Managing distributed systems is challenging because of their high number of interdependent parts, which increases the number and types of potential failures. It is hard to understand problems in a distributed system’s current state compared to a more conventional, standard system. 

“It’s very, very difficult to reason about a problem when it happens. Most of the issues we’re facing are, let’s say, ‘unknown, unknowns’ because of the many, many, many, failure patterns you can encounter.” - Spiros Xanthos, from the Dev Interrupted Podcast at 3:02

Observability is well suited to handle this complexity. It allows for greater control over complex modern systems and makes their behavior easier to understand. Teams can more easily identify broken links in a complex environment and trace them back to their cause.

For example, Observability allows developers to approach system failures in a more exploratory fashion by asking questions like “Why is X broken?” or “What is causing latency right now?”

What is OpenTelemetry?

Telemetry data is the output collected from system sources in observability. This output provides a view of the relationships and dependencies within a distributed system. Often called “the three pillars of observability”, telemetry data consists of three primary classes: logs, metrics, and traces. 

Logs are text records of events that happened at a particular time; a metric is a numeric value measured over an interval of time, and a trace represents the end-to-end journey of a request through a distributed system. 

Individually, logs, metrics, and traces serve different purposes, but together they provide the comprehensive detailed insights needed to understand and troubleshoot distributed systems.

OpenTelemetry is used to collect telemetry data from distributed systems in order to troubleshoot, debug and manage applications and their host environment. In addition, it offers an easy way for IT and developer teams to instrument their code base for data collection and make adjustments as an organization grows. For more information, Splunk has an in-depth look at OpenTelemetry.

Benefits of OpenTelemetry

“In terms of activity, it is the second most active project in CNCF (Cloud Native Computing Foundation), the foundation that essentially started with Kubernetes. So it’s only second to Kubernetes and it’s pretty much supported by every vendor in the industry. And of course, ourselves at Splunk are big supporters of the project. And we also rely on it for data collection.” -- from the Dev Interrupted Podcast at 16:47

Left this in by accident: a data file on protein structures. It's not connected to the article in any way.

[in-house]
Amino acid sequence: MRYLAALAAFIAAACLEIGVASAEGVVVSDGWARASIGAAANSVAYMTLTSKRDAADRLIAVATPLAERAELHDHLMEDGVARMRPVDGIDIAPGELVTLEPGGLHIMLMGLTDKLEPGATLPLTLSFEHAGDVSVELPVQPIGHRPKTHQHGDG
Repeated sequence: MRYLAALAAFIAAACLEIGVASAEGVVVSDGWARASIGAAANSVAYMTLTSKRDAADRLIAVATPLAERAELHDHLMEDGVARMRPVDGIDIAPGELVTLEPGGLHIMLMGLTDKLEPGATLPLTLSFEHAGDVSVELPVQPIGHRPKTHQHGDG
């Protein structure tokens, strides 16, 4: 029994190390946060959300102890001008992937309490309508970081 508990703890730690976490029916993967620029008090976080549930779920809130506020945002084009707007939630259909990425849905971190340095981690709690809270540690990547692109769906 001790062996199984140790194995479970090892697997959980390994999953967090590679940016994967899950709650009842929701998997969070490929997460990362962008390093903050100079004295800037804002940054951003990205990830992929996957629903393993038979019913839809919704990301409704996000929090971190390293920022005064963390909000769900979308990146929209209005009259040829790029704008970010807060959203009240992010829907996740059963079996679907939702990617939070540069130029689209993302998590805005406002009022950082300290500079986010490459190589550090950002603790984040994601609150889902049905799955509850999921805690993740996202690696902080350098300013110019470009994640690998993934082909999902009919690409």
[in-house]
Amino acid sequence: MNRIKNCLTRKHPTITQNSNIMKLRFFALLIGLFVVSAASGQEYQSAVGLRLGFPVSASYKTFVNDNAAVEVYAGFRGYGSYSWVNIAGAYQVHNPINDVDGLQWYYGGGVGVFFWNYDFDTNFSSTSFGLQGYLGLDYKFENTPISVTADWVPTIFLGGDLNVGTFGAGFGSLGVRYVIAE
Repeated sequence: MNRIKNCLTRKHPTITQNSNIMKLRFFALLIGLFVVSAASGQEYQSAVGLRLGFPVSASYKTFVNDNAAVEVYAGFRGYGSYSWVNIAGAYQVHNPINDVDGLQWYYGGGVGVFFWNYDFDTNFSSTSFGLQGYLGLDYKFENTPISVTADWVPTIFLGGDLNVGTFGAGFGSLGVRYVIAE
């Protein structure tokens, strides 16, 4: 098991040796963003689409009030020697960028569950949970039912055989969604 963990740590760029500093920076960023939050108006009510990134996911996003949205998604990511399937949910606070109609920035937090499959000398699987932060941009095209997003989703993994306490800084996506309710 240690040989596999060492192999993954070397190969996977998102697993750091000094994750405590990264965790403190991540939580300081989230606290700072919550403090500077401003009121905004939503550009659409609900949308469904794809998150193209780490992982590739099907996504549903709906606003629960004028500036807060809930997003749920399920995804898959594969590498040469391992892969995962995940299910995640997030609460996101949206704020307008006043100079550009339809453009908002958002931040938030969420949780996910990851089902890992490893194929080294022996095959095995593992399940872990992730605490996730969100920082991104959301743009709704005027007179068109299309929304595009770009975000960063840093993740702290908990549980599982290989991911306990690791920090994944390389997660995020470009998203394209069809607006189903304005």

Since the announcement of OpenTelemetry 2 years ago, it has become highly successful. 

On the Dev Interrupted podcast, Spiros discussed how in his role as the VP of Observability and IT OPS at Splunk, he has seen OpenTelemetry grow to become an industry standard that Splunk relies upon for data collection. He highlighted three key benefits of OpenTelemetry:

    1. Consistency

      Prior to the existence of OpenTelemetry, the collection of telemetry data from applications was significantly more difficult. Selecting the right instrumentation mix was difficult, and vendors locked companies into contracts that made it difficult to make changes when necessary. Instrumentation solutions were also generally inconsistent across applications, causing significant problems when trying to get a holistic understanding of an application’s performance. Conversely, OpenTelemetry offers a consistent path to capture telemetry data and transmit it without changing instrumentation. This has created a de-facto standard for observability on cloud-native apps.  Enabling IT and developers to spend more time creating value with new app features instead of struggling to understand their instrumentation.

    2. Simpler Choice

      Prior toOpenTelemetry, there were two paths to achieving observability: OpenTracing or OpenCensus, between which organizations had to choose. OpenTelemetry merges the code of these two options, giving us the best of both worlds. Plus, with OpenTelemetry’s backwards compatibility with OpenTracing and OpenCensus there are minimal switching costs and no risk to switching. 

    3. Streamlined Observability

      With OpenTelemetry developers can view application usage and performance data from any device or web browser. Now, it’s easy and convenient to track and analyze observability data in real-time.

However, the main benefit to OpenTelemetry is having the knowledge and observability you need to achieve your business goals. By consolidating system telemetry data, we can evaluate if systems are properly functioning and understand if issues are compromising performance. Then, it’s easy to fix the root causes of problems, often even before service is interrupted. Altogether, OpenTelemetry results in both improved reliability and increased stability for business processes. 

Why OpenTelemetry is the Future

With increasingly complex systems spread across distributed environments, it can be difficult to manage performance. Analysis of telemetry data allows teams to bring coherence to multi-layered ecosystems. This makes it far easier to observe system behavior and address performance issues. The net result is greater efficiency in identifying and resolving incidents, better service reliability, and reduced downtime.

OpenTelemetry is the key to getting a handle on your telemetry, allowing the comprehensive visibility you need to improve your observability practices. It provides tools to collect data from across your technology stack, without getting bogged down in tool-specific deliberations. Ultimately, it helps facilitate the healthy performance of your applications and vastly improves business outcomes.

Listen here if you want to a deeper dive into the topics of OpenTelemetry and Observability - and how Splunk leverages them.